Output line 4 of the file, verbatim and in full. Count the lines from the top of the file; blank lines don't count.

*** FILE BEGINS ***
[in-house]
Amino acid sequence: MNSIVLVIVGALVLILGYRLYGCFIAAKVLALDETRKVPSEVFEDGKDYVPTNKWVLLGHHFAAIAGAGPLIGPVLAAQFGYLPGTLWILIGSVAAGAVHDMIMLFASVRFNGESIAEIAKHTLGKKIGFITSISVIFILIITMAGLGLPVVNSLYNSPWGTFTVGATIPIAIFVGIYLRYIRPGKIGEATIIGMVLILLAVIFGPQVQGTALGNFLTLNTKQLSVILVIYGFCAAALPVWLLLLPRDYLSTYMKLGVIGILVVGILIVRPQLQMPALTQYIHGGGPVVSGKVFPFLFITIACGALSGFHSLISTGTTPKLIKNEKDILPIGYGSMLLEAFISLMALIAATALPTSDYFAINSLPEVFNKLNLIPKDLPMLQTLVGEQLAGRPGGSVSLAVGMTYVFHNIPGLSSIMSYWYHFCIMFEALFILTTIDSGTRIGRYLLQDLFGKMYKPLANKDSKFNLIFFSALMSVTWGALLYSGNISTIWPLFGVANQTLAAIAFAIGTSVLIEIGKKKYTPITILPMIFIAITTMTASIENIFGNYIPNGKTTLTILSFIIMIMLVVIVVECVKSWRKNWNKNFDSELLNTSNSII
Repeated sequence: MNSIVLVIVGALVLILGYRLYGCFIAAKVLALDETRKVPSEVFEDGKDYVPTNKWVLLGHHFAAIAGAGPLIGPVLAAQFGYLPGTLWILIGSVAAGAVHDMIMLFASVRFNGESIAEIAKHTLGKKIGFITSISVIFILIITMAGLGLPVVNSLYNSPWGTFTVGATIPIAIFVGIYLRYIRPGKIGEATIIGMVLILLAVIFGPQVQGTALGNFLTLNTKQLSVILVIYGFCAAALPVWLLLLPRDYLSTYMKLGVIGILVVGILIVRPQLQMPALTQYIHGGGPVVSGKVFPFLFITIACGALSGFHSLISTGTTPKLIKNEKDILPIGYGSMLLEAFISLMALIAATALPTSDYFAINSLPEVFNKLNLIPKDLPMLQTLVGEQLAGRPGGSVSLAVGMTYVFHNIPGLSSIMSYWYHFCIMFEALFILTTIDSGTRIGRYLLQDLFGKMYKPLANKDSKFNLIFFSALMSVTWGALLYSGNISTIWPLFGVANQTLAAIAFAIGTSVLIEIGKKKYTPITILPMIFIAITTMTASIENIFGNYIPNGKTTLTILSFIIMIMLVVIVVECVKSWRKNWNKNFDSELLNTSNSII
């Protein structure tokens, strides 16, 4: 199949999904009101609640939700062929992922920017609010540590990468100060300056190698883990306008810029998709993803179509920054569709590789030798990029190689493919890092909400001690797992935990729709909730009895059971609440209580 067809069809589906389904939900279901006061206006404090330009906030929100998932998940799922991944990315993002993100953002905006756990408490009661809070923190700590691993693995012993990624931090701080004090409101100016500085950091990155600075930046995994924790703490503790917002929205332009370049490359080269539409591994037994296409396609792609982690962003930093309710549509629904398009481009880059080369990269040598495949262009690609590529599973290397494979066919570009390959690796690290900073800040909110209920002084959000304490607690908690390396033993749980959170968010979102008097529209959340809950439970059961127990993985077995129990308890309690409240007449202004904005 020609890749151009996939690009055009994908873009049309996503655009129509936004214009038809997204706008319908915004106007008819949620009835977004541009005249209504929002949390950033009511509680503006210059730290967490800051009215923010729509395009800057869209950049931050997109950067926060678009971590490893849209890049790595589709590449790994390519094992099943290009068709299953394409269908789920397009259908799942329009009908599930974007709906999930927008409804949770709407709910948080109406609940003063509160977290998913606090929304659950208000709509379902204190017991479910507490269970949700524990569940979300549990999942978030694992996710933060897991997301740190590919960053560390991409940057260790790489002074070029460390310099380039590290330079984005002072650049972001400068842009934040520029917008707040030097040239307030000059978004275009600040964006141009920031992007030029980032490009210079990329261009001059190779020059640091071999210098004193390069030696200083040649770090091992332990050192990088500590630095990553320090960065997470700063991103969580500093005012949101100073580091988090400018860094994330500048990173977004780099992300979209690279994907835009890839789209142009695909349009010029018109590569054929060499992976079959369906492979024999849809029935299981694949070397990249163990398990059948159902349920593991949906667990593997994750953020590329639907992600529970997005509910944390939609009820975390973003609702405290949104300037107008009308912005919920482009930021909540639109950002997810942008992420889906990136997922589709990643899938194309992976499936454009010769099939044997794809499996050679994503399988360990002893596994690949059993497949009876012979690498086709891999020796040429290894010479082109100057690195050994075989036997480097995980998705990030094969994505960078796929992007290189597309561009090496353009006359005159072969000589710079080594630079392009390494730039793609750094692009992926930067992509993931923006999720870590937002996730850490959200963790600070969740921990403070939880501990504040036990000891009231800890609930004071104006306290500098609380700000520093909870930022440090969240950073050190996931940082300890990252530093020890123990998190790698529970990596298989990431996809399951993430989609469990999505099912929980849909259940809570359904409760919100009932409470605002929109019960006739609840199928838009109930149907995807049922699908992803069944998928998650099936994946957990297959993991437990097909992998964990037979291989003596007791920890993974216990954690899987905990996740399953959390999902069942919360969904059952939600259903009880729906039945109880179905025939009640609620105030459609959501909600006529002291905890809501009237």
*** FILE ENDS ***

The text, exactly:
């Protein structure tokens, strides 16, 4: 199949999904009101609640939700062929992922920017609010540590990468100060300056190698883990306008810029998709993803179509920054569709590789030798990029190689493919890092909400001690797992935990729709909730009895059971609440209580 067809069809589906389904939900279901006061206006404090330009906030929100998932998940799922991944990315993002993100953002905006756990408490009661809070923190700590691993693995012993990624931090701080004090409101100016500085950091990155600075930046995994924790703490503790917002929205332009370049490359080269539409591994037994296409396609792609982690962003930093309710549509629904398009481009880059080369990269040598495949262009690609590529599973290397494979066919570009390959690796690290900073800040909110209920002084959000304490607690908690390396033993749980959170968010979102008097529209959340809950439970059961127990993985077995129990308890309690409240007449202004904005 020609890749151009996939690009055009994908873009049309996503655009129509936004214009038809997204706008319908915004106007008819949620009835977004541009005249209504929002949390950033009511509680503006210059730290967490800051009215923010729509395009800057869209950049931050997109950067926060678009971590490893849209890049790595589709590449790994390519094992099943290009068709299953394409269908789920397009259908799942329009009908599930974007709906999930927008409804949770709407709910948080109406609940003063509160977290998913606090929304659950208000709509379902204190017991479910507490269970949700524990569940979300549990999942978030694992996710933060897991997301740190590919960053560390991409940057260790790489002074070029460390310099380039590290330079984005002072650049972001400068842009934040520029917008707040030097040239307030000059978004275009600040964006141009920031992007030029980032490009210079990329261009001059190779020059640091071999210098004193390069030696200083040649770090091992332990050192990088500590630095990553320090960065997470700063991103969580500093005012949101100073580091988090400018860094994330500048990173977004780099992300979209690279994907835009890839789209142009695909349009010029018109590569054929060499992976079959369906492979024999849809029935299981694949070397990249163990398990059948159902349920593991949906667990593997994750953020590329639907992600529970997005509910944390939609009820975390973003609702405290949104300037107008009308912005919920482009930021909540639109950002997810942008992420889906990136997922589709990643899938194309992976499936454009010769099939044997794809499996050679994503399988360990002893596994690949059993497949009876012979690498086709891999020796040429290894010479082109100057690195050994075989036997480097995980998705990030094969994505960078796929992007290189597309561009090496353009006359005159072969000589710079080594630079392009390494730039793609750094692009992926930067992509993931923006999720870590937002996730850490959200963790600070969740921990403070939880501990504040036990000891009231800890609930004071104006306290500098609380700000520093909870930022440090969240950073050190996931940082300890990252530093020890123990998190790698529970990596298989990431996809399951993430989609469990999505099912929980849909259940809570359904409760919100009932409470605002929109019960006739609840199928838009109930149907995807049922699908992803069944998928998650099936994946957990297959993991437990097909992998964990037979291989003596007791920890993974216990954690899987905990996740399953959390999902069942919360969904059952939600259903009880729906039945109880179905025939009640609620105030459609959501909600006529002291905890809501009237």